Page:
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Longstanding tradition is also green

In this issue of the Stone & Tile Design Insider, a new chiller plant at Virginia Polytechnic Institute and State University -- commonly referred to as Virginia Tech -- is featured in the Green Design section. To be honest, I wasn't exactly sure what a chiller plant was at the start of writing this article. I soon learned, however, that it is a critical component to providing cool air to various University buildings. And with an anticipated full build-out of 21,000 gross square feet, it is also a very large structure.chiller plant Virgina Tech

This particular plant was built within the Life Sciences District HABB Quad development, as outlined in the University's 2006 campus master plan. The expansion of the academic campus will include future construction of academic buildings, a structured parking deck and ancillary buildings. The plant is a new component to the University's central chilled water system, and it will serve future on-campus facilities.

Given the chiller plant's gigantic size, the challenge was to devise a way that the building would not overwhelm its future neighboring buildings, and also to have it be aesthetically pleasing. Since 1899, Virginia Tech has built its campus architecture with a regional limestone -- affectionately called "Hokie Stone." In fact, in 2010, the entire board at Virginia Tech passed a resolution that Hokie Stone should be used on all buildings constructed on the University's central campus.

A team from BLT Architects (BLTa) of Philadelphia was called on for their expertise in designing chiller plants. They worked closely with the engineer and University architect to meet the requirements. "The key, obviously, is the brilliant use of Hokie Stone," said Michael Prifti, FAIA, Principal at BLTa. "What is basically a mammoth opaque box fits into context. This will be in the mix of buildings that are coming."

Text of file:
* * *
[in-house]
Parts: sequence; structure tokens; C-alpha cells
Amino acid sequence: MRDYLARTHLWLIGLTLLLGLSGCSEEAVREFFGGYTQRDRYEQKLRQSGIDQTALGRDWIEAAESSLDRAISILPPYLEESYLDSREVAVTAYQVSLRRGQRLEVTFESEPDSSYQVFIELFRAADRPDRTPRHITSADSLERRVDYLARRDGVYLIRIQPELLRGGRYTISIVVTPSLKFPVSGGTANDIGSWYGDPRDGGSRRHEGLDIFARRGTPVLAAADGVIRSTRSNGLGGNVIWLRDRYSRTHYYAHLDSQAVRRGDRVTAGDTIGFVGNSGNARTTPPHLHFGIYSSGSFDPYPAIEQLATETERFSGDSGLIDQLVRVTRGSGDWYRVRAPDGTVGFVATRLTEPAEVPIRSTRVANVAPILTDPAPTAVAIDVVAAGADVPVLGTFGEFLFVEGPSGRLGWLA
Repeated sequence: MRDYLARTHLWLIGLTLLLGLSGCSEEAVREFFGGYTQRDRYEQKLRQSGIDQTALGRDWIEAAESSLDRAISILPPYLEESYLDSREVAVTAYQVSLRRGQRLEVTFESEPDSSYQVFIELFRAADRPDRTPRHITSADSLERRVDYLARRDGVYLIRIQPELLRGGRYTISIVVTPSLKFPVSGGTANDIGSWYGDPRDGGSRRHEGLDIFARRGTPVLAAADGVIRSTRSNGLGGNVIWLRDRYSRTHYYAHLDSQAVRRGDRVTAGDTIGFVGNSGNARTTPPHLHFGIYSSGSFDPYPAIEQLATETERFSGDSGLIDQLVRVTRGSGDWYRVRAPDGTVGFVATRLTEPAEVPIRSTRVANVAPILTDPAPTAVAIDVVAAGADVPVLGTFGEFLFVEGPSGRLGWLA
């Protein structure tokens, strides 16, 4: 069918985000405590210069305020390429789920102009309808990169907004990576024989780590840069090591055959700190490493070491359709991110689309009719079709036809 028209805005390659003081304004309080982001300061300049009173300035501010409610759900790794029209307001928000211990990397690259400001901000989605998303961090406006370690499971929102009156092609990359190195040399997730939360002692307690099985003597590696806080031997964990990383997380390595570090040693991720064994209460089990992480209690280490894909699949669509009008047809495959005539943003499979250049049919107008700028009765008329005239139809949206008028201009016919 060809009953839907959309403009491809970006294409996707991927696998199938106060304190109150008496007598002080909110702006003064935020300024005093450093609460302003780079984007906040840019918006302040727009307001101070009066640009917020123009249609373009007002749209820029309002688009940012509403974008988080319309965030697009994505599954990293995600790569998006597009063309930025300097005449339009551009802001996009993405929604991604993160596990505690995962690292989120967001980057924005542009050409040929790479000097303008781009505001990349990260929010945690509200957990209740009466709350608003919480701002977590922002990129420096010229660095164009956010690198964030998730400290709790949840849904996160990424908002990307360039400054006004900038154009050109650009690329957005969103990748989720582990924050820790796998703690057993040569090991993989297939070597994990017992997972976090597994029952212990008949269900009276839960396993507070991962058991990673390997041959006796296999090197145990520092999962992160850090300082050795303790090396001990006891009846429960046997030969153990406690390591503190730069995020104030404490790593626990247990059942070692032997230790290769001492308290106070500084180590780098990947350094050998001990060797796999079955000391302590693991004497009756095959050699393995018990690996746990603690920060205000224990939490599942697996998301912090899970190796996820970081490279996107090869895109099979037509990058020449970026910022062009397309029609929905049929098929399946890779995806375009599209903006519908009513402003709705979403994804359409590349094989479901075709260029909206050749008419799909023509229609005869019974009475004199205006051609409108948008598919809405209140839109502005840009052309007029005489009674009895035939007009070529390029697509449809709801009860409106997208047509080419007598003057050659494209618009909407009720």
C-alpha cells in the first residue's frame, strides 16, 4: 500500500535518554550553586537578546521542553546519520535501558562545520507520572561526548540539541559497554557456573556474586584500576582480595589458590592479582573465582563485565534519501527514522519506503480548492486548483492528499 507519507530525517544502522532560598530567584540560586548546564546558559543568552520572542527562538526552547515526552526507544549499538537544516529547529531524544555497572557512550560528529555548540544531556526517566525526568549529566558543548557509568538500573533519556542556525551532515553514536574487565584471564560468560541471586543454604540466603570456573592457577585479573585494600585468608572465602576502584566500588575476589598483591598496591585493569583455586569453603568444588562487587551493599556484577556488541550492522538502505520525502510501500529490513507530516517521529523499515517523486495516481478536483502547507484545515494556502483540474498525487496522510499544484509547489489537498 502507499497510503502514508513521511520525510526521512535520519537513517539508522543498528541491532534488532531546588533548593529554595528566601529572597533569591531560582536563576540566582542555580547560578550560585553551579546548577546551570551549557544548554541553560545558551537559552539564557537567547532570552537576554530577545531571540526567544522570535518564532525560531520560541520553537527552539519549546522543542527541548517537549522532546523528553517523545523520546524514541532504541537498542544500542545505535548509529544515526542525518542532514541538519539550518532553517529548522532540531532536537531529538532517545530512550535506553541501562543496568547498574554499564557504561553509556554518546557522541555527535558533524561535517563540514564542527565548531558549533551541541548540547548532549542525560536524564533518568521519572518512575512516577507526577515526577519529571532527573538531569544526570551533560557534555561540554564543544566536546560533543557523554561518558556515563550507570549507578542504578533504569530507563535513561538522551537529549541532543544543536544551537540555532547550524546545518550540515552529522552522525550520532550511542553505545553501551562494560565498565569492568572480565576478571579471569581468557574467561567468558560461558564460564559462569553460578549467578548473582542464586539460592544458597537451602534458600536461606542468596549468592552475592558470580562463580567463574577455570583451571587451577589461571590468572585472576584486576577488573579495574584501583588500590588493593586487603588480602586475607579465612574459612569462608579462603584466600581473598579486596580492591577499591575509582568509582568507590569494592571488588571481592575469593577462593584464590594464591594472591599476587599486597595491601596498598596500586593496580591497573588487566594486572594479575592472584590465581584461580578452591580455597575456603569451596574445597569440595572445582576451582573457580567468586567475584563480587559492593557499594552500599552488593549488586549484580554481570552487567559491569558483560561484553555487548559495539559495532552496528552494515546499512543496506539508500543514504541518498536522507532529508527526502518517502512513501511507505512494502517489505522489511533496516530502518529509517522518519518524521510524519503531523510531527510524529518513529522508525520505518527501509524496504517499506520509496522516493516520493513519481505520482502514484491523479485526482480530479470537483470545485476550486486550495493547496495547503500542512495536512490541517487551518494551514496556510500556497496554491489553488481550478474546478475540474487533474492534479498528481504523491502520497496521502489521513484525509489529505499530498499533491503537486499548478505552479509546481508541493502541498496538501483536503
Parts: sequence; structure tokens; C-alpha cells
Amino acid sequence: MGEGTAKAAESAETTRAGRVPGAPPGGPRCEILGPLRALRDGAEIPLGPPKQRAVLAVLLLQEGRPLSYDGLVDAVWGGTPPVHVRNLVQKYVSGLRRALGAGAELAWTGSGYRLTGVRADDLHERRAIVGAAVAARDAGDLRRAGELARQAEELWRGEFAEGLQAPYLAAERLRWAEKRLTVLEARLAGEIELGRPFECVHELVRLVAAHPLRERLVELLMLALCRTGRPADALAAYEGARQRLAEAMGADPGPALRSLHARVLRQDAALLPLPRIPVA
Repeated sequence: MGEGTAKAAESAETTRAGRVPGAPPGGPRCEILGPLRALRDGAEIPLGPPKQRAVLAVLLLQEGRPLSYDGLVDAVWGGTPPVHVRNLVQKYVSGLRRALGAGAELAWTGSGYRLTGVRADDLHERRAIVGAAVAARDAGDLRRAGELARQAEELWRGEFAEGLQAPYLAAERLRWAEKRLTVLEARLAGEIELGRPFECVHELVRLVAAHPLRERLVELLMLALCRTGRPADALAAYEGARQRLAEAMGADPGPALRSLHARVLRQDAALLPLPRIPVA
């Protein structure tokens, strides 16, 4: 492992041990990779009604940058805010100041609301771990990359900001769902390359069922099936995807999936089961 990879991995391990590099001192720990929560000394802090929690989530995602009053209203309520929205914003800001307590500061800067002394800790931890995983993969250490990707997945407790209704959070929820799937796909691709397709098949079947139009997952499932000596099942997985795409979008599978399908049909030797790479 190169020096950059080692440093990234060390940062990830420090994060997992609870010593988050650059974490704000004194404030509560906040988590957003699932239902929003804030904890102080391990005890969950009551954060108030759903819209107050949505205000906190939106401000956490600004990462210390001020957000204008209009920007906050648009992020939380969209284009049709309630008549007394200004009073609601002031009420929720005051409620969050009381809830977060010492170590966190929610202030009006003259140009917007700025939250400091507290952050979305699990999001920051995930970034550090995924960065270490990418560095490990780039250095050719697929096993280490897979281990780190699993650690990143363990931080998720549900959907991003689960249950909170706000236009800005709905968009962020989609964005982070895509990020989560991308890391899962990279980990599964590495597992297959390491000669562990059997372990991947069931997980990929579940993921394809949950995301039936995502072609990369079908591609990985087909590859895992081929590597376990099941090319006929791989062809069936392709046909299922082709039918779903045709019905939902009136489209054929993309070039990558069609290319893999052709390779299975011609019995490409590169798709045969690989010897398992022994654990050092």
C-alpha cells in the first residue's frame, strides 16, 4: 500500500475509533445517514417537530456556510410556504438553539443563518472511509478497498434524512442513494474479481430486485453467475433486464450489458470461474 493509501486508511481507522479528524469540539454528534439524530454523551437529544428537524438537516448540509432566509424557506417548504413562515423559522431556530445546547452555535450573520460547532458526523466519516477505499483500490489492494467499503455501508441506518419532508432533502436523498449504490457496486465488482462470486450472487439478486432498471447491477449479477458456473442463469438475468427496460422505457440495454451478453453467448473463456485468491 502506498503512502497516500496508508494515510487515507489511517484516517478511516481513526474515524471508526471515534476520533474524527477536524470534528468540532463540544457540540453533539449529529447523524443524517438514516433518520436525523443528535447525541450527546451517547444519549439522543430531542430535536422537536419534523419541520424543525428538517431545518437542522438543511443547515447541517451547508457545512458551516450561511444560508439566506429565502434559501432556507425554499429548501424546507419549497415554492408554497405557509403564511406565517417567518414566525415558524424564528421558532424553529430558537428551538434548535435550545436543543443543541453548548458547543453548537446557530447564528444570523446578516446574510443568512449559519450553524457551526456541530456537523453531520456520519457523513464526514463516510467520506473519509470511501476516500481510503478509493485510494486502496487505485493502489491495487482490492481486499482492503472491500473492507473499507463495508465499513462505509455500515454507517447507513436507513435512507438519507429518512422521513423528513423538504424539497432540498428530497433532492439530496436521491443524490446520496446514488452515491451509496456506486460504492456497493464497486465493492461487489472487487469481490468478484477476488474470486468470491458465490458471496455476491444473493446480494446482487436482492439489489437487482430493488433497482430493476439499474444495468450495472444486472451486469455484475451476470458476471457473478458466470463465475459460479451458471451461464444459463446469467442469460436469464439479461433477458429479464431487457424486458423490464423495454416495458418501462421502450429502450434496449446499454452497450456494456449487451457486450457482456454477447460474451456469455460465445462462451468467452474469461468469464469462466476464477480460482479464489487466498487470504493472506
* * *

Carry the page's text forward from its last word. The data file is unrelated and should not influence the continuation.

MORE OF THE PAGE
And while the use of Hokie Stone for the design of the chiller plant as well as all campus buildings makes for a beautiful aesthetic, it is also significant to note that the use of regional stone is environmentally friendly. It contributed to the Leadership in Energy and Environmental Design (LEED) Silver certification that was being sought for the building's design. "LEED is also a unique part of the story," said Prifti. "I don't know if there are any campus chiller plants that are LEED. Hokie Stone contributed since it is a local material and high-dollar value. We got exemplary material."

Obviously, Virginia Tech is a unique case in that the school owns a local quarry that is a source of building material. But in this day and age, it is becoming easier to build with the environment in mind. In addition to using stone from a quarry within 500 miles of a project, more and more materials such as ceramic tile and glass products are being manufactured with recycled content. Also in this issue, you can read about StonePeak Ceramics, which recently announced that every tile product that it manufactures is Green Squared Certified.  Green Squared, the Tile Council of North America's (TCNA) third party sustainability certification initiative, is set to help revolutionize the North American tile industry as it is the first program of its kind written exclusively for tiles and tile installation materials.

StonePeak is just one of a group of tile manufacturers who are taking the green movement seriously and have had their products Green Squared certified. With companies such as this taking these measures, it will only encourage others to apply for certification of their products as well. And with the amount of green products on the market continually growing, it will only provide more sources for sustainable designs.

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